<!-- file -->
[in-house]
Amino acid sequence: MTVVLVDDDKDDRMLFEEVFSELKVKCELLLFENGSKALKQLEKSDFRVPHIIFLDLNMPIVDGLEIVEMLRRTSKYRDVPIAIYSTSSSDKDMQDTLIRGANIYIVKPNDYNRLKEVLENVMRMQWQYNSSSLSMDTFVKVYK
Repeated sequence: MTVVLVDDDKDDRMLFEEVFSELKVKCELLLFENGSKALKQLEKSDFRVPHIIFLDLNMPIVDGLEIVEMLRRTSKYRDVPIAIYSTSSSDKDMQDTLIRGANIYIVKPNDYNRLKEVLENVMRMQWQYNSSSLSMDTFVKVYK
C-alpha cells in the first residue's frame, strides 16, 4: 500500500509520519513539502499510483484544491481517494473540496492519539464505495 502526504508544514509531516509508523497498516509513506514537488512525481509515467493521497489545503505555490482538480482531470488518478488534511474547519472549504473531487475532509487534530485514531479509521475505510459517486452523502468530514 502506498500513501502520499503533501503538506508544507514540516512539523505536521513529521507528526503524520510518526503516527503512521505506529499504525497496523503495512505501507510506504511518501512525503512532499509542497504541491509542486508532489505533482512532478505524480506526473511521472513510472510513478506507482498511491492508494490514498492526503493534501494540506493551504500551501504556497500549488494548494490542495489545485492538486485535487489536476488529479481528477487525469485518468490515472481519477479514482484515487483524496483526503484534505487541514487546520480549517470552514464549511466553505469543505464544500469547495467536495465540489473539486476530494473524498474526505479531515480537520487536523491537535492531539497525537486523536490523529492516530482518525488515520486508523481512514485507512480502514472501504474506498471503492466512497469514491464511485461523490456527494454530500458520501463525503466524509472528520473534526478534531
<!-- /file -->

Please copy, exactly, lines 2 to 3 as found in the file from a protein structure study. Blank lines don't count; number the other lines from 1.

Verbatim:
Amino acid sequence: MTVVLVDDDKDDRMLFEEVFSELKVKCELLLFENGSKALKQLEKSDFRVPHIIFLDLNMPIVDGLEIVEMLRRTSKYRDVPIAIYSTSSSDKDMQDTLIRGANIYIVKPNDYNRLKEVLENVMRMQWQYNSSSLSMDTFVKVYK
Repeated sequence: MTVVLVDDDKDDRMLFEEVFSELKVKCELLLFENGSKALKQLEKSDFRVPHIIFLDLNMPIVDGLEIVEMLRRTSKYRDVPIAIYSTSSSDKDMQDTLIRGANIYIVKPNDYNRLKEVLENVMRMQWQYNSSSLSMDTFVKVYK